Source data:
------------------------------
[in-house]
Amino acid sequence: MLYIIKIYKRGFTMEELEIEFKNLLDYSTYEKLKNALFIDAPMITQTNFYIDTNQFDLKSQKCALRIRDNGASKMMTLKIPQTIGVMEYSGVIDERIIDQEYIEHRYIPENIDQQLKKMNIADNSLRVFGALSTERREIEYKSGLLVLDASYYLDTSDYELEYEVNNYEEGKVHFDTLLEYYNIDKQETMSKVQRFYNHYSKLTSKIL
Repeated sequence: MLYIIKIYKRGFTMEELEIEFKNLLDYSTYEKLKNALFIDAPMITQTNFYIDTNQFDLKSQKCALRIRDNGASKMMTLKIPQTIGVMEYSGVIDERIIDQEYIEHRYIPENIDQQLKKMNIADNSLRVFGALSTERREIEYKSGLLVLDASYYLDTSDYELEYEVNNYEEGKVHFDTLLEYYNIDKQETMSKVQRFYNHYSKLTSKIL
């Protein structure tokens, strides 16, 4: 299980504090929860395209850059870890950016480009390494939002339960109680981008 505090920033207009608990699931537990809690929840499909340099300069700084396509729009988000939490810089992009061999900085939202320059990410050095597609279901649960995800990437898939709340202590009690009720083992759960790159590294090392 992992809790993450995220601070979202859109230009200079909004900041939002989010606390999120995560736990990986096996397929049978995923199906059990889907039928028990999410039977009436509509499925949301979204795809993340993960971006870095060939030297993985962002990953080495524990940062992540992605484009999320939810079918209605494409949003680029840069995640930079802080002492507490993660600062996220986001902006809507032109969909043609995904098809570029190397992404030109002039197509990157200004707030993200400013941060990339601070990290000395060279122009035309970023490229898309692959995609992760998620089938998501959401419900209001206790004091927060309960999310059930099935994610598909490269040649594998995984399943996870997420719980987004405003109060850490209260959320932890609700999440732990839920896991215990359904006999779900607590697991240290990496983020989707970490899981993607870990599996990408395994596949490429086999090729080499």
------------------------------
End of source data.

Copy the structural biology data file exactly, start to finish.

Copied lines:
[in-house]
Amino acid sequence: MLYIIKIYKRGFTMEELEIEFKNLLDYSTYEKLKNALFIDAPMITQTNFYIDTNQFDLKSQKCALRIRDNGASKMMTLKIPQTIGVMEYSGVIDERIIDQEYIEHRYIPENIDQQLKKMNIADNSLRVFGALSTERREIEYKSGLLVLDASYYLDTSDYELEYEVNNYEEGKVHFDTLLEYYNIDKQETMSKVQRFYNHYSKLTSKIL
Repeated sequence: MLYIIKIYKRGFTMEELEIEFKNLLDYSTYEKLKNALFIDAPMITQTNFYIDTNQFDLKSQKCALRIRDNGASKMMTLKIPQTIGVMEYSGVIDERIIDQEYIEHRYIPENIDQQLKKMNIADNSLRVFGALSTERREIEYKSGLLVLDASYYLDTSDYELEYEVNNYEEGKVHFDTLLEYYNIDKQETMSKVQRFYNHYSKLTSKIL
């Protein structure tokens, strides 16, 4: 299980504090929860395209850059870890950016480009390494939002339960109680981008 505090920033207009608990699931537990809690929840499909340099300069700084396509729009988000939490810089992009061999900085939202320059990410050095597609279901649960995800990437898939709340202590009690009720083992759960790159590294090392 992992809790993450995220601070979202859109230009200079909004900041939002989010606390999120995560736990990986096996397929049978995923199906059990889907039928028990999410039977009436509509499925949301979204795809993340993960971006870095060939030297993985962002990953080495524990940062992540992605484009999320939810079918209605494409949003680029840069995640930079802080002492507490993660600062996220986001902006809507032109969909043609995904098809570029190397992404030109002039197509990157200004707030993200400013941060990339601070990290000395060279122009035309970023490229898309692959995609992760998620089938998501959401419900209001206790004091927060309960999310059930099935994610598909490269040649594998995984399943996870997420719980987004405003109060850490209260959320932890609700999440732990839920896991215990359904006999779900607590697991240290990496983020989707970490899981993607870990599996990408395994596949490429086999090729080499």